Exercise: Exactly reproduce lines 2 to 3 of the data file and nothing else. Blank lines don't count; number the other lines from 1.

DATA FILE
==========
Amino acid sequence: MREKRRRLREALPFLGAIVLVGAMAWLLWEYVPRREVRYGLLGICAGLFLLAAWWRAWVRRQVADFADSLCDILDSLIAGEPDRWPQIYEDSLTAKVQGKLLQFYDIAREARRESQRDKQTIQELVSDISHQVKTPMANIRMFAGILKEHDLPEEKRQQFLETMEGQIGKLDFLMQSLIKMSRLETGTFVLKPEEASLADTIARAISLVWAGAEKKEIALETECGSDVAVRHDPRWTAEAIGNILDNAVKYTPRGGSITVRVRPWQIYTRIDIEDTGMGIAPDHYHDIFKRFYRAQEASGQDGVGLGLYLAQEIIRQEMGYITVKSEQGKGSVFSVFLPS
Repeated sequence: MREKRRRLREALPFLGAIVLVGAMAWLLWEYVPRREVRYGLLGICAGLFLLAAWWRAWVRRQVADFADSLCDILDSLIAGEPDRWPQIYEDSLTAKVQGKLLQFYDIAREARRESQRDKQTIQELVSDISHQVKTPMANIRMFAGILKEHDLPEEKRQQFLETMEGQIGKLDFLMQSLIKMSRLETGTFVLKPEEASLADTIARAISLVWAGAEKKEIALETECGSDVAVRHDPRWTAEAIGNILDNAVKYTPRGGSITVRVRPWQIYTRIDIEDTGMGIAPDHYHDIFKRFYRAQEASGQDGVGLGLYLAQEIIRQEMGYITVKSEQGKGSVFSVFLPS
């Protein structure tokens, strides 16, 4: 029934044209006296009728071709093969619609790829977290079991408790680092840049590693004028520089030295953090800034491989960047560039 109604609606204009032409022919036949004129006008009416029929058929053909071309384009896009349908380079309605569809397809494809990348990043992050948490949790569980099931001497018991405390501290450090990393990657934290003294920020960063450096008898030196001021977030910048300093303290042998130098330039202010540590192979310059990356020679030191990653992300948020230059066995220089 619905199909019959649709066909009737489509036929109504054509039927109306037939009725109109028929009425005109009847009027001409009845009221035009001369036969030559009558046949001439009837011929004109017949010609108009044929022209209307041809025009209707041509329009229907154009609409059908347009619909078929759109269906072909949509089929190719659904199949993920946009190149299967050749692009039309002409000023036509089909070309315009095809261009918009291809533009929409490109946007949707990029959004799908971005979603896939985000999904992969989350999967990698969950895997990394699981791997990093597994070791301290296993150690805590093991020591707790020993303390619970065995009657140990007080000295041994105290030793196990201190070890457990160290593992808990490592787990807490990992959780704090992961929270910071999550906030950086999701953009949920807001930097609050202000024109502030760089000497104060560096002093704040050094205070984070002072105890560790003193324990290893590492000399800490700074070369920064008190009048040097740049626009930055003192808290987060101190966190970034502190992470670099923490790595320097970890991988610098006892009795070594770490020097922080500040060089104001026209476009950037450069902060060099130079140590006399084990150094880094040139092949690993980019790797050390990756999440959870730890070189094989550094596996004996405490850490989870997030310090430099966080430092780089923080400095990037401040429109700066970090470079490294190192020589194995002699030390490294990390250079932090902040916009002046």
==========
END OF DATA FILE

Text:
Repeated sequence: MREKRRRLREALPFLGAIVLVGAMAWLLWEYVPRREVRYGLLGICAGLFLLAAWWRAWVRRQVADFADSLCDILDSLIAGEPDRWPQIYEDSLTAKVQGKLLQFYDIAREARRESQRDKQTIQELVSDISHQVKTPMANIRMFAGILKEHDLPEEKRQQFLETMEGQIGKLDFLMQSLIKMSRLETGTFVLKPEEASLADTIARAISLVWAGAEKKEIALETECGSDVAVRHDPRWTAEAIGNILDNAVKYTPRGGSITVRVRPWQIYTRIDIEDTGMGIAPDHYHDIFKRFYRAQEASGQDGVGLGLYLAQEIIRQEMGYITVKSEQGKGSVFSVFLPS
């Protein structure tokens, strides 16, 4: 029934044209006296009728071709093969619609790829977290079991408790680092840049590693004028520089030295953090800034491989960047560039 109604609606204009032409022919036949004129006008009416029929058929053909071309384009896009349908380079309605569809397809494809990348990043992050948490949790569980099931001497018991405390501290450090990393990657934290003294920020960063450096008898030196001021977030910048300093303290042998130098330039202010540590192979310059990356020679030191990653992300948020230059066995220089 619905199909019959649709066909009737489509036929109504054509039927109306037939009725109109028929009425005109009847009027001409009845009221035009001369036969030559009558046949001439009837011929004109017949010609108009044929022209209307041809025009209707041509329009229907154009609409059908347009619909078929759109269906072909949509089929190719659904199949993920946009190149299967050749692009039309002409000023036509089909070309315009095809261009918009291809533009929409490109946007949707990029959004799908971005979603896939985000999904992969989350999967990698969950895997990394699981791997990093597994070791301290296993150690805590093991020591707790020993303390619970065995009657140990007080000295041994105290030793196990201190070890457990160290593992808990490592787990807490990992959780704090992961929270910071999550906030950086999701953009949920807001930097609050202000024109502030760089000497104060560096002093704040050094205070984070002072105890560790003193324990290893590492000399800490700074070369920064008190009048040097740049626009930055003192808290987060101190966190970034502190992470670099923490790595320097970890991988610098006892009795070594770490020097922080500040060089104001026209476009950037450069902060060099130079140590006399084990150094880094040139092949690993980019790797050390990756999440959870730890070189094989550094596996004996405490850490989870997030310090430099966080430092780089923080400095990037401040429109700066970090470079490294190192020589194995002699030390490294990390250079932090902040916009002046």